Companies spend so much time covering their own tracks, they sometimes forget about what’s important to the consumer. It seemed as if anything that could break, did over the last week. In the midst of crazy client work and heavy deadlines, my father (for whom I act as the go-to for tech problems) told me his domain was down, along with all his office’s email accounts. Obviously, this is crippling for any organization. We decided the problem was that his credit card expiration date had changed and he never informed the hosting company, so he was unceremoniously shut off.
We made frantic calls to the bank to approve any charges and emailed the hosting provider’s billing people, along with technical support, asking them to please turn the domain back on. The company doesn’t have a technical support phone number (not a mistake I’ll make again when choosing a hosting provider).
Then, we waited.
The entire day went by with no email back from the hosting provider. Finally, after I sent two more messages (as did my father), we got a response. It turns out the company had massive server crashes and was in the process of recovering from them. It had nothing to do with billing problems.
It’s the Information Age, Dummy
What makes this the information age is, well, information. We had no idea what was wrong. A better company would have emailed the technical contacts (or called, if its email was affected) to inform them of the problem. It wouldn’t provide reactive service, that is, responding to complaints; but proactive service, informing people what’s going on, why it’s happening, and what’s being done to resolve it.
Before we got the email telling us there was a server crash, I decided to take matters into my own hands. I set my father up with a new hosting provider and redirected all email to the new server so his business wasn’t reliant on whether the old servers recovered.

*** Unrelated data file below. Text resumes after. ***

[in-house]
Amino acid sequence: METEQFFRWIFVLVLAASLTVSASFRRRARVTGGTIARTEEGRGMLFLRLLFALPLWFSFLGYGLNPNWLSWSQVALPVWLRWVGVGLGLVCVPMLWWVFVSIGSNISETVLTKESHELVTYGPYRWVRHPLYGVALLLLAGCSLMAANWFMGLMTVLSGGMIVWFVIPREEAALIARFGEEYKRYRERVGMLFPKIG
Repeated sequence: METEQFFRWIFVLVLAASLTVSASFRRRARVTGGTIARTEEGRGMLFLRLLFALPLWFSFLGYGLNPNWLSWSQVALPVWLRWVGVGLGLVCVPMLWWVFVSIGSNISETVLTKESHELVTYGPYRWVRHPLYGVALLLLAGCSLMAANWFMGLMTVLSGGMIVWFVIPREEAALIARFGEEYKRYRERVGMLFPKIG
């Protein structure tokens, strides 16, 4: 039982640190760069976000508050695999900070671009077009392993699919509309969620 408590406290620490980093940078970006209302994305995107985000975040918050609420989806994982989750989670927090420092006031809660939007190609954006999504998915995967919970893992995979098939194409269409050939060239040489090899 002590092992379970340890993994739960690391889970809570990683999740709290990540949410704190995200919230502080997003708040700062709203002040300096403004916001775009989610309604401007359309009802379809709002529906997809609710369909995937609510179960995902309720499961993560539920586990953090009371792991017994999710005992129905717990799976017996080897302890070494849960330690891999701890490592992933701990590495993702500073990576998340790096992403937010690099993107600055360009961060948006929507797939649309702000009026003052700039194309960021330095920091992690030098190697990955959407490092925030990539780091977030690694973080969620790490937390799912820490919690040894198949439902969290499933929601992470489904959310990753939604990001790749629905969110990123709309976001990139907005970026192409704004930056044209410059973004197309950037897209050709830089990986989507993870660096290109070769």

His company is now humming along as usual, while, under the covers, his email Web hosting provider is different.
I checked out the new provider’s Webmail functionality today. Frankly, it’s not as nice as the old provider’s service, and it’s a little slower. My dad’s office uses Outlook, so Webmail functionality isn’t that important. Even if it were, I’d keep the current service.
When I received the email from the old hosting service explaining what was happening (1.5 days after I sent the first urgent email to tech support), I was on the phone with the new service provider because it called me to thank me for joining and to ask if I had any questions. In the five years I’d been with the other provider, I never once spoke to a live person, as it doesn’t publish a phone number.
Shoot the Messenger, Please
What lessons can we learn here? For this column’s purposes, the first lesson is about the importance of telling customers what’s going on. Be up front and honest. Be proactive. Had the old provider told us immediately what was going on and what was being done to resolve it, we wouldn’t have gone as crazy as we did. Moreover, it could have made it seem as if we were on the same side, trying to get the problem fixed together. It didn’t. Instead, it forgot to tell affected users what was going on. Then it provided little or no information, and certainly no updates, to even tell us if the service was back on.
When things go wrong, it’s time to prove your value. No one really cares when everything’s fine. But when something goes wrong, you’re immediately judged on how you react to the situation. If you’re earnest and up front and open a clear line of communication with customers, you’re handling the situation correctly. This matters more than the problem itself in most cases. “Stuff” happens. Servers crash, data gets erased. It’s par for the course and happens to everyone, eventually. Customers can be understanding, given the opportunity.
Of course, you must make reparations after the fact to outweigh the inconveniences of whatever happened, but that’s step two and a different column altogether.
Thoughts, comments, or questions? Let me know!
Until next time…
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